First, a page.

U.S. Deputy Secretary of State John Negroponte is in South Korea on the third stop of a tour to confer with diplomatic partners aiming to end North Korea's nuclear weapons programs. He is calling on the international community to be "attentive" to whether Pyongyang fulfills its nuclear promises, and stands firm on U.S. accusations that the North has pursued a uranium-based nuclear program. VOA's Kurt Achin reports from Seoul.
Deputy Secretary of State John Negroponte told reporters in Seoul Tuesday the world will soon have a "test" of whether North Korea plans to keep promises it made last month in Beijing.
Pyongyang promised China, Russia, Japan, the United States and South Korea it would disable its main plutonium-producing nuclear reactor by mid-April, as a first step toward completely eliminating its nuclear weapons programs.
Negroponte urged North Korea to meet the deadline, and to disclose all of its nuclear activities as part of a second phase of last month's Beijing agreement.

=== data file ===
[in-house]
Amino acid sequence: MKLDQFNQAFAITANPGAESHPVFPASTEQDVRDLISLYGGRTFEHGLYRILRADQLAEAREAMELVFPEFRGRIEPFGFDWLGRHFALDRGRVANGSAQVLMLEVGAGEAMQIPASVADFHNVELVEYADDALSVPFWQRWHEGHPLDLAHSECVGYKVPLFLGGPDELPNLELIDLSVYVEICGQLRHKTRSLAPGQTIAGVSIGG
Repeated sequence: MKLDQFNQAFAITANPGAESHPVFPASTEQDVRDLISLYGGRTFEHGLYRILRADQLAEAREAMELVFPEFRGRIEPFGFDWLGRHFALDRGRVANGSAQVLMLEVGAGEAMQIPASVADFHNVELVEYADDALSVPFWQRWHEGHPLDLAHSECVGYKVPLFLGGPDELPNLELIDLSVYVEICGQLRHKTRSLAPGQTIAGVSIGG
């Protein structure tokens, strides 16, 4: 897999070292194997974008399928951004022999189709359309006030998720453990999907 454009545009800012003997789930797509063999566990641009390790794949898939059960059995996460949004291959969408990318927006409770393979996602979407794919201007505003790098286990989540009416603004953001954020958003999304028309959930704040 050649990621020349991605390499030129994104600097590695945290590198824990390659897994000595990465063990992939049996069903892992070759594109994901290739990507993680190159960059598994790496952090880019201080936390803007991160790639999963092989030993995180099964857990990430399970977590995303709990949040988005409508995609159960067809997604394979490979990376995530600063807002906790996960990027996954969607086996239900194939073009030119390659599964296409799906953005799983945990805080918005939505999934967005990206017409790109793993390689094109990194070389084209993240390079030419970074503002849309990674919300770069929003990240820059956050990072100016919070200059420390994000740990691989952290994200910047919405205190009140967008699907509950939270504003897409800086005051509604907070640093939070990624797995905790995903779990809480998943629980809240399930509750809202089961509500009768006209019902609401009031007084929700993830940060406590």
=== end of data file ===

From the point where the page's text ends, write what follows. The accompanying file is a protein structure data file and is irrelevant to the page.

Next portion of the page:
"North Korea both has an interest and nothing to fear from being entirely forthcoming in this regard," he said.
Last month's Beijing agreement, a breakthrough after four years of negotiations, trades incremental amounts of fuel aid for steps toward disabling the North's nuclear programs.
The agreement has sparked a series of diplomatic missions to coordinate implementation - including the current trip by chief North Korean nuclear talks negotiator Kim Kye Gwan to New York.
Negroponte says he expects intense diplomatic activity in the months ahead.
"So, would it be surprising if a working group or a member of a working group were at some point or another to visit Pyongyang? I don't think in the context of this negotiating framework that has been created that that would be surprising at all," he said.
Negroponte stood firm Tuesday on the issue of U.S. accusations of a secret, uranium-based nuclear program.
"I have no doubt that North Korea has had a highly enriched uranium program," he said.
For weeks, international media reports have pointed to new intelligence reports about the program. North Korea has never publicly admitted to having a uranium program. U.S. officials say North Korean officials admitted the program's existence to them privately in 2002.
U.S. chief nuclear negotiator, Assistant Secretary of State Christopher Hill said recently North Korea must justify equipment purchases it made which are consistent with pursuing a uranium weapons program.